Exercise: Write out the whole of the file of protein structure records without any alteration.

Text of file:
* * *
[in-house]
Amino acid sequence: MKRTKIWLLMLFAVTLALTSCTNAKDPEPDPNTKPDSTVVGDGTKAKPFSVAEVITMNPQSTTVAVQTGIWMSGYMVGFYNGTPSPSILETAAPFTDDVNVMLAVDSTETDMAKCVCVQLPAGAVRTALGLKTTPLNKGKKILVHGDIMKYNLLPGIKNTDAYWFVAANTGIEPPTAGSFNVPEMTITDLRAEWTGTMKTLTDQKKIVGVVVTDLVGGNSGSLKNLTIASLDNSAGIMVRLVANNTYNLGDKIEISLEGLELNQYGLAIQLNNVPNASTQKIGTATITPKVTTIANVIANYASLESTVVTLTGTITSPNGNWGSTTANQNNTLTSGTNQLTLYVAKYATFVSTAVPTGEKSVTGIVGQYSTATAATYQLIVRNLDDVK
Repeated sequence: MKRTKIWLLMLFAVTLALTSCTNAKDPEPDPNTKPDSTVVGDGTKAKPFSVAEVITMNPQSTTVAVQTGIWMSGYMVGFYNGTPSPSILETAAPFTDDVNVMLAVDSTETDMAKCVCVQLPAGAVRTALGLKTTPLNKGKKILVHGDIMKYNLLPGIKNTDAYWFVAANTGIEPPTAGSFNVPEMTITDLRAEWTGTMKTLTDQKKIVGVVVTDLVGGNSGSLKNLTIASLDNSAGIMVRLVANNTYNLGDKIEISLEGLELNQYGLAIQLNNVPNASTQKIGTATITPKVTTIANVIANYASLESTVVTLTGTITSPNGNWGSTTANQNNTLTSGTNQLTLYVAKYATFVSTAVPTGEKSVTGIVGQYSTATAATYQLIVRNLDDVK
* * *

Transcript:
[in-house]
Amino acid sequence: MKRTKIWLLMLFAVTLALTSCTNAKDPEPDPNTKPDSTVVGDGTKAKPFSVAEVITMNPQSTTVAVQTGIWMSGYMVGFYNGTPSPSILETAAPFTDDVNVMLAVDSTETDMAKCVCVQLPAGAVRTALGLKTTPLNKGKKILVHGDIMKYNLLPGIKNTDAYWFVAANTGIEPPTAGSFNVPEMTITDLRAEWTGTMKTLTDQKKIVGVVVTDLVGGNSGSLKNLTIASLDNSAGIMVRLVANNTYNLGDKIEISLEGLELNQYGLAIQLNNVPNASTQKIGTATITPKVTTIANVIANYASLESTVVTLTGTITSPNGNWGSTTANQNNTLTSGTNQLTLYVAKYATFVSTAVPTGEKSVTGIVGQYSTATAATYQLIVRNLDDVK
Repeated sequence: MKRTKIWLLMLFAVTLALTSCTNAKDPEPDPNTKPDSTVVGDGTKAKPFSVAEVITMNPQSTTVAVQTGIWMSGYMVGFYNGTPSPSILETAAPFTDDVNVMLAVDSTETDMAKCVCVQLPAGAVRTALGLKTTPLNKGKKILVHGDIMKYNLLPGIKNTDAYWFVAANTGIEPPTAGSFNVPEMTITDLRAEWTGTMKTLTDQKKIVGVVVTDLVGGNSGSLKNLTIASLDNSAGIMVRLVANNTYNLGDKIEISLEGLELNQYGLAIQLNNVPNASTQKIGTATITPKVTTIANVIANYASLESTVVTLTGTITSPNGNWGSTTANQNNTLTSGTNQLTLYVAKYATFVSTAVPTGEKSVTGIVGQYSTATAATYQLIVRNLDDVK